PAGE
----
Flux, Volume 33 Features Society of Composers, Inc.

The Society of Composers, Inc. (SCI) has been promoting its members and their music since 1965. SCI teamed up with Capstone Records over 20 years ago to bring the work of SCI members to life, and the compilations they have produced help feature and promote both established and new-to-the-scene composers writing in a variety of styles. Flux, Volume 33 (Navona) does not break from this tradition, with each piece offering something different for the listener.

The busy and hectic On a better filtering algorithm by Ryan Carter starts the album off. Carter captures the struggle society has with social media with a frenetic yet controlled chaos bouncing between confusion and calm, almost on a dime. By the end of the track, there is a beauty to the battuto strings and distant glockenspiel that bring the listener down from the mounted tension that builds throughout most of the piece. Performed by Present Music, a string quartet plus percussion, the ensemble owns the technical and timing challenges that make up the majority of the piece.

Wendy Wan-Ki Lee’s The Earthy and Ethereal Bond explores the balance between realism and idealism. This duet between flute and cello makes great use of the range and dexterity of each instrument, and a playful tit-for-tat permeates the piece. The ending especially is gripping with the cello playing in its upper register on a unison pitch with the flute, creating a beautiful sonic color.

Wendy Wan-Ki Lee

Wendy Wan-Ki Lee

Unicorn Dance by Chi-hin Leung brings together three traditional instruments from Japan, Korea, and China and reimagines their sounds in a new way. The timbres of the nohkan, piri, and bass sheng are unique to each other, giving room to be distinctly heard. At the same time, these instruments come together to form colorful and peaceful sounds. The performers from the Asian Young Musicians’ Connection on this piece bring a level of mastery to the music that is evident from the start.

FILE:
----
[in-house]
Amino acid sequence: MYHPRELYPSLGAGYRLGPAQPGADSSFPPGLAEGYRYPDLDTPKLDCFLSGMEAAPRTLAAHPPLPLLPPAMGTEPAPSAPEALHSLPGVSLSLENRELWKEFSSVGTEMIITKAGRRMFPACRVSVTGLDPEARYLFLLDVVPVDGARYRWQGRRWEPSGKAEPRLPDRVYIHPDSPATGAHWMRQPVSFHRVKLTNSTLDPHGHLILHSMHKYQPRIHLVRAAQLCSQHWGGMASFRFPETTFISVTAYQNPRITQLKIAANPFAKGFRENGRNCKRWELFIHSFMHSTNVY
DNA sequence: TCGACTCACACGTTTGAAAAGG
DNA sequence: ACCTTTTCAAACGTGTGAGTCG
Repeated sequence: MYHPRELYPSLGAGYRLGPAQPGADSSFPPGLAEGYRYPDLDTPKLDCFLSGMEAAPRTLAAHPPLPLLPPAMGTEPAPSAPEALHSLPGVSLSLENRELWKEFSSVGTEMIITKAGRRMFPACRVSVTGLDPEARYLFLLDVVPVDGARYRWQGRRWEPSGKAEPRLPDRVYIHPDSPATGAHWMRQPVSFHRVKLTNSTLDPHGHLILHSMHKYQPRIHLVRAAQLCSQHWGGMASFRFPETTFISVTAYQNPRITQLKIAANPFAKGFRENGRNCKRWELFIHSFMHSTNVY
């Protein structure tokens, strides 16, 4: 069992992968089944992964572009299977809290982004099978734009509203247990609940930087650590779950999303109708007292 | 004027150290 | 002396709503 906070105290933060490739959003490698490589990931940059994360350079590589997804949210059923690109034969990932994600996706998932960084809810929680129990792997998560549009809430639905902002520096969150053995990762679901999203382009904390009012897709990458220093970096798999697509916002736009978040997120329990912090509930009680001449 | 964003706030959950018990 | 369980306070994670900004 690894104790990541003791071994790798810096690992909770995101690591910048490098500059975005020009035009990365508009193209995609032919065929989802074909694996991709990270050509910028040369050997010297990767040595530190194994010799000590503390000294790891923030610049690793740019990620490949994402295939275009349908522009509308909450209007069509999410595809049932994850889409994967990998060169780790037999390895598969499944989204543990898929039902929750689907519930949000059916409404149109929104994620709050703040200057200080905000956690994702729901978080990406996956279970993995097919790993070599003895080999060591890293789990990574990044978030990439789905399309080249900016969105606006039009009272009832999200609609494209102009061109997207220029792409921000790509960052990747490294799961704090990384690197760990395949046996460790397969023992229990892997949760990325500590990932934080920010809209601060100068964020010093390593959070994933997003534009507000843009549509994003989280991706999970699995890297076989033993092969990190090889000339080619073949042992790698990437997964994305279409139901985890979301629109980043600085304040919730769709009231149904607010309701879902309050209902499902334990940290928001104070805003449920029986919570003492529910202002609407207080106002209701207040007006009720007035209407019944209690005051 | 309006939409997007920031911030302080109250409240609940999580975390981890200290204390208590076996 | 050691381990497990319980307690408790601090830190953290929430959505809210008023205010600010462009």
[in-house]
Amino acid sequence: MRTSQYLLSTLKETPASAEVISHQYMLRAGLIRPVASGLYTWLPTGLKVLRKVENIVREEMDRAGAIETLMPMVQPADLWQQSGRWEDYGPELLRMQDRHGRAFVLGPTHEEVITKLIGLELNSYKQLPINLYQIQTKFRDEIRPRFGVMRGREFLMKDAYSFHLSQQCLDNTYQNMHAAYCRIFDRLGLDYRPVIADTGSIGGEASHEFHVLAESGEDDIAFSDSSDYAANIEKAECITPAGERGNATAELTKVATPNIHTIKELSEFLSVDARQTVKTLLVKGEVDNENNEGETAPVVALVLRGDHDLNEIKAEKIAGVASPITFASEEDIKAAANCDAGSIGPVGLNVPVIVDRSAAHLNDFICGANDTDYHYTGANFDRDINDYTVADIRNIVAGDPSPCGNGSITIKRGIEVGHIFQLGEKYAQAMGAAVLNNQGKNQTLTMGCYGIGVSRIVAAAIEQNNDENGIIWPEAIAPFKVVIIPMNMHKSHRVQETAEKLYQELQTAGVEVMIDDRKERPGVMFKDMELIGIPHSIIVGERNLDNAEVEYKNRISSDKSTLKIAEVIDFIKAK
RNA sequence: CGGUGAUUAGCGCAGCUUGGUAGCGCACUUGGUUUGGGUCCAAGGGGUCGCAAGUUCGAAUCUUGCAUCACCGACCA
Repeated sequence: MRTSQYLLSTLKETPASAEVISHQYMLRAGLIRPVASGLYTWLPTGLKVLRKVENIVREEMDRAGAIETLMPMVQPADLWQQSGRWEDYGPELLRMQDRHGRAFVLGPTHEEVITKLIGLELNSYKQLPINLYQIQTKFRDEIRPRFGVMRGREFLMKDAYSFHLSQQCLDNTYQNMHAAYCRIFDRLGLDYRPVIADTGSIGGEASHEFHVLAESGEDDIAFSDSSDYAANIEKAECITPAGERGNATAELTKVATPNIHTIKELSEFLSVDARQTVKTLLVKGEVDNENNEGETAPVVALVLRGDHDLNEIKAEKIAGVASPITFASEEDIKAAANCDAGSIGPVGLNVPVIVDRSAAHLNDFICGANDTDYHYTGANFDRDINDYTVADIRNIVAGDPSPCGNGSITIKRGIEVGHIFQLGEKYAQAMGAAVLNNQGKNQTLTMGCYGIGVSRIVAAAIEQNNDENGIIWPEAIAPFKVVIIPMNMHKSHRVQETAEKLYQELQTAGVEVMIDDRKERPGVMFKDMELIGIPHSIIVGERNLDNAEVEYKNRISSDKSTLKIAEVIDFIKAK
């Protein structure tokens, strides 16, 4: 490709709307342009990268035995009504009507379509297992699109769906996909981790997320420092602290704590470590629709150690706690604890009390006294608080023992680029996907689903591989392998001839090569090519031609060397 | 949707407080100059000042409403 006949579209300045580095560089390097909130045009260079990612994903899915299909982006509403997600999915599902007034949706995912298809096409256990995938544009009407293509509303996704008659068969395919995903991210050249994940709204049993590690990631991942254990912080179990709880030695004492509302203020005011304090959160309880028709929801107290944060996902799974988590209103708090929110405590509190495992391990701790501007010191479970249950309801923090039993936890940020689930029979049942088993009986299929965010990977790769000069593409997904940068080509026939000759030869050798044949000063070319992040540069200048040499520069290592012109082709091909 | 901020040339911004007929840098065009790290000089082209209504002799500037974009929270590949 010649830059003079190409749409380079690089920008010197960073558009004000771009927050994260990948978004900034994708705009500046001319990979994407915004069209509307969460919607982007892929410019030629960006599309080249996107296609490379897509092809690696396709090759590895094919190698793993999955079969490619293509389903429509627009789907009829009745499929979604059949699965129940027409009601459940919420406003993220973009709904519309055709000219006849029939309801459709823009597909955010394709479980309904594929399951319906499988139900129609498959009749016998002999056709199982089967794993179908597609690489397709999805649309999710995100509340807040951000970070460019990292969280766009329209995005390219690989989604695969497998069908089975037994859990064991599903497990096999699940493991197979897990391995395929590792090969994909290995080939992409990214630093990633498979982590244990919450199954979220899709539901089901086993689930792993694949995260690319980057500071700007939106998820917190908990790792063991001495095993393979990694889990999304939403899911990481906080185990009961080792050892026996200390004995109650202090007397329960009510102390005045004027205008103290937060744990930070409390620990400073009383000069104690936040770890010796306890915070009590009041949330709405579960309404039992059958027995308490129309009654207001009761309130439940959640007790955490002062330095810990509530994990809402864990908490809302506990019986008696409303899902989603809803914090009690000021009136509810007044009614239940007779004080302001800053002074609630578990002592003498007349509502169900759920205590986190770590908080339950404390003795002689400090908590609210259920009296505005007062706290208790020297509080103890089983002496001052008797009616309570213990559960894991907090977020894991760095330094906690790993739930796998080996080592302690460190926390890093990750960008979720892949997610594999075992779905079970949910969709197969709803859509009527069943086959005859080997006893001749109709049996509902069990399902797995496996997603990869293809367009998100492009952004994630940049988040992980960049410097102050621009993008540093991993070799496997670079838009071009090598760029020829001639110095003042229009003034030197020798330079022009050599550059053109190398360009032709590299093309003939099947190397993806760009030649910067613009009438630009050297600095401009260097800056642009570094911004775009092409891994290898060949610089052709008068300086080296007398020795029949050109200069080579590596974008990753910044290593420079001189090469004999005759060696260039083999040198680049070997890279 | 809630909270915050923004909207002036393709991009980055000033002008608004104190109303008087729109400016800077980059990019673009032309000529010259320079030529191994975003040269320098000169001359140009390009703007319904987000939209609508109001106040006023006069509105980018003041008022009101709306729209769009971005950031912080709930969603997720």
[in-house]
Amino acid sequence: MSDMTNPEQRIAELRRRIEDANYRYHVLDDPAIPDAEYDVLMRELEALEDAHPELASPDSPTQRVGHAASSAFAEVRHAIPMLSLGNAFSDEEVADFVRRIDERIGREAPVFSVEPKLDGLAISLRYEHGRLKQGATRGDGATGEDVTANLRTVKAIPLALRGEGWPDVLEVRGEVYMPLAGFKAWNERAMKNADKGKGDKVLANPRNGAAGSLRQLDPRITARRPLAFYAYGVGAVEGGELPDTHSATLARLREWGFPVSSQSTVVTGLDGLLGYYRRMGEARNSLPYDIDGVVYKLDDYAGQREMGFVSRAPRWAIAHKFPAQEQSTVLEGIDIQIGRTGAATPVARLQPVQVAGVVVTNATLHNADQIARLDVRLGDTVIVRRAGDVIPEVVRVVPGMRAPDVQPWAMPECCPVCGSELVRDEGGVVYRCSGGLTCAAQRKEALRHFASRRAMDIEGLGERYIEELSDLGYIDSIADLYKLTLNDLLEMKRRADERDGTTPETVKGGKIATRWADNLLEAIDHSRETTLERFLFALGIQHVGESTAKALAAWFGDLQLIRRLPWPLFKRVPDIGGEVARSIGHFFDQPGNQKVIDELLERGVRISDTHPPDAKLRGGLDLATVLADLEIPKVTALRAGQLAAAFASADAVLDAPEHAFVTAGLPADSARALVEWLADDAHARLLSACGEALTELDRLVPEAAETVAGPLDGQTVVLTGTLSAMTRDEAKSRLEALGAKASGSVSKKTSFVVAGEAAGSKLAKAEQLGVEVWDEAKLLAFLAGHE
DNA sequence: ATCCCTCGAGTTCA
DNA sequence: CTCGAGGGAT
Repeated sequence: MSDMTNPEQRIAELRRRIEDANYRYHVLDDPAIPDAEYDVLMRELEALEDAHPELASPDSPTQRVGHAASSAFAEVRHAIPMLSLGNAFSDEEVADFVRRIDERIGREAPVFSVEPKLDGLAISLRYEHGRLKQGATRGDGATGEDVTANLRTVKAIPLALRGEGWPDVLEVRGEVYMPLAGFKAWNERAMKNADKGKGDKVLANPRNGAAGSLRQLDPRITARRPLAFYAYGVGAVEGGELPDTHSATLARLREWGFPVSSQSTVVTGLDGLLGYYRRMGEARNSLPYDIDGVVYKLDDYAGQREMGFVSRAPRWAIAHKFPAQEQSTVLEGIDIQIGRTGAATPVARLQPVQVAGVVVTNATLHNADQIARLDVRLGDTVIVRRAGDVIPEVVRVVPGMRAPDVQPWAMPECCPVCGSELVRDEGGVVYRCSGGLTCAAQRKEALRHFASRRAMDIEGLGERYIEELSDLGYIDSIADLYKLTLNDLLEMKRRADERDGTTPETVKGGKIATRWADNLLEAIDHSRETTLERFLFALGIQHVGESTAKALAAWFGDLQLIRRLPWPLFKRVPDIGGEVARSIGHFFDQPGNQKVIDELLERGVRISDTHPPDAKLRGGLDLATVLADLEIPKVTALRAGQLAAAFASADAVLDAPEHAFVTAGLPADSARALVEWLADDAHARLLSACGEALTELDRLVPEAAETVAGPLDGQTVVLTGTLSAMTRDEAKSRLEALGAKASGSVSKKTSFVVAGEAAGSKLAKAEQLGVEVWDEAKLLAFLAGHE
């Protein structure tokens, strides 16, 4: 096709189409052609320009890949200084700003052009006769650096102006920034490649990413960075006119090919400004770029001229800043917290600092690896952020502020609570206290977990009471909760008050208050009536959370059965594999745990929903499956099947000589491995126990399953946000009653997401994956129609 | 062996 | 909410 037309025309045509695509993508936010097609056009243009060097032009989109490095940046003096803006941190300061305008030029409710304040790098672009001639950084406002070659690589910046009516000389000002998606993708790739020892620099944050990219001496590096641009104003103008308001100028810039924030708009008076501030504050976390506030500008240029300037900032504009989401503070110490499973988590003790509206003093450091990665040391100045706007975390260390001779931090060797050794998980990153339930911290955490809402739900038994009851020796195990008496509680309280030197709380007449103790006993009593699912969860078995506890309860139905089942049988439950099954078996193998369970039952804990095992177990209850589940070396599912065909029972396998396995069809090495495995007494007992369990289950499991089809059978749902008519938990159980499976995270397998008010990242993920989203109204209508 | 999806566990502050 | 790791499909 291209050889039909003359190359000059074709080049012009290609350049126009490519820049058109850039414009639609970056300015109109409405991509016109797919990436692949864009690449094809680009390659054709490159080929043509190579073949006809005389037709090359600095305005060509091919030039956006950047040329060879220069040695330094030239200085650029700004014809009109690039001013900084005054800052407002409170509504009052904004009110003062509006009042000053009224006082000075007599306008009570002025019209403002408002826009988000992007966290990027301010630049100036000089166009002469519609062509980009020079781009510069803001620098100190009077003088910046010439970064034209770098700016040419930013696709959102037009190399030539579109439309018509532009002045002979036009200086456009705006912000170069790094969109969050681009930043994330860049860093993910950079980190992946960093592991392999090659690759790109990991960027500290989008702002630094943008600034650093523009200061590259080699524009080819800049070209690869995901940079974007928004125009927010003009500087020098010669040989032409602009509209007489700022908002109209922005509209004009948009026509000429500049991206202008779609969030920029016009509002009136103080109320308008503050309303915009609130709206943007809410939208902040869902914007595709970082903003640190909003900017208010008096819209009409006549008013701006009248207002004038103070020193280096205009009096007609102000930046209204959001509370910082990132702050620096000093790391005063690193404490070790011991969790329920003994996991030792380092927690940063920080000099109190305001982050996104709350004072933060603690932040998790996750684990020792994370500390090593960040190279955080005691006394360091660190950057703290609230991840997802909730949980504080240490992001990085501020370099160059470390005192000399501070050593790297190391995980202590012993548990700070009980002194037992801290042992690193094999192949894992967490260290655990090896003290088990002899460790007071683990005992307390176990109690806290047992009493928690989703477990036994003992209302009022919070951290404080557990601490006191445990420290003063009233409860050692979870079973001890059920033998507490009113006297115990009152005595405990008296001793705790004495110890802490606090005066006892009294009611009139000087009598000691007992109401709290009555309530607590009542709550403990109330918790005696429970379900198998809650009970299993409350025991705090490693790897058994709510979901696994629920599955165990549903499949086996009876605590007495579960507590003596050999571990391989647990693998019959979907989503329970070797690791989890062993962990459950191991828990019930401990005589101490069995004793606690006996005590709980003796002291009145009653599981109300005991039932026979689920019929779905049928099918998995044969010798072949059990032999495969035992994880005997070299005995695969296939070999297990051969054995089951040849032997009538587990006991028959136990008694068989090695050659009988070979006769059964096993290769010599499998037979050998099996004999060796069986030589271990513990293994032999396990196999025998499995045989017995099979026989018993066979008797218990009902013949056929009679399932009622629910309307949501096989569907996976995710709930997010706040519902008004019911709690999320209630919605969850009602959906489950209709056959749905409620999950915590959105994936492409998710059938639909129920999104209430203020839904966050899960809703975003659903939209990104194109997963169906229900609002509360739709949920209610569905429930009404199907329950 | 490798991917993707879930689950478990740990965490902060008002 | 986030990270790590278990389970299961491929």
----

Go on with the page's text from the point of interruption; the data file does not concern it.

Similar in beauty yet also haunting is Igor Karača’s Echo Caves for soprano saxophone and piano. Karača’s music mimics the experience of being in caves in South Africa with intimate writing and effects. The saxophone part takes center stage, building to a climax with extreme demands that are expertly pulled off by Jeffrey Loeffert.

The middle of the album takes another stylistic turn with Ingrid Stölzel’s poetic The Voice of the Rain. This gorgeous trio for flute, cello, and mallet percussion was inspired by Whitman’s poem of the same title and has a great overall musical arc. As a complementary follow up track, Jonah Elrod’s Urban Sky Glow transports the listener into another sonic world. Written for marimba and electronics, Elrod balances both elements effectively, pushing them to and fro, and Brian Baldauff gives a much needed sensitivity and touch to the marimba part.

Ingrid Stölzel

Ingrid Stölzel–Photo by Cristian Fatu

Crumbs by Leah Reid explores the swirling and shaking side of the percussion world, with almost all of the instruments comprising different types of shakers, maracas, or similar homemade instruments that utilize dried beans, bowls, wine glasses, and other assorted sounds. The effects and imagery are fun to pick out as a listener and impressive to hear performed. With so much going on, it is hard to believe that I-Jen Fang is the only percussionist on the recording.

A sonic depiction of vast mountain ranges, And the Earth Sang to Me Through the Wind by Matthew Heap is a flurry of tremelos, scale runs, and interwoven lines. Performed by Khasma Piano Duo, the piece is a test of stamina and dexterity, which the performers execute wonderfully. Large chunks of chords capture the grandeur of the open skyline while the constant rush of notes whip like wind gusts at the summit. Heap paints peaks into the form of the piece as well, fading in and out with multiple rises and falls before letting everything fade away into the distance. Nathaniel Haering closes out the album with Medical Text p.57, a work for voice and electronics. Haering builds a sonic world that explores the many sounds the human voice is able to produce, including normal speaking, vocal fry, throat singing, falsetto scoops, guttural noises, and many others. There are times that seem to be felt more than heard and are further reinforced by the electronic backing.

As is typical of a Society of Composers, Inc. compilation, each track on Flux, Volume 33 is unique, extremely well written, and brings something new into the musical landscape. Even the curation and flow of the album makes great musical sense. This album should appeal to all music lovers, even if they aren’t typical new music concert goers. Flux is a “must listen” for 2020.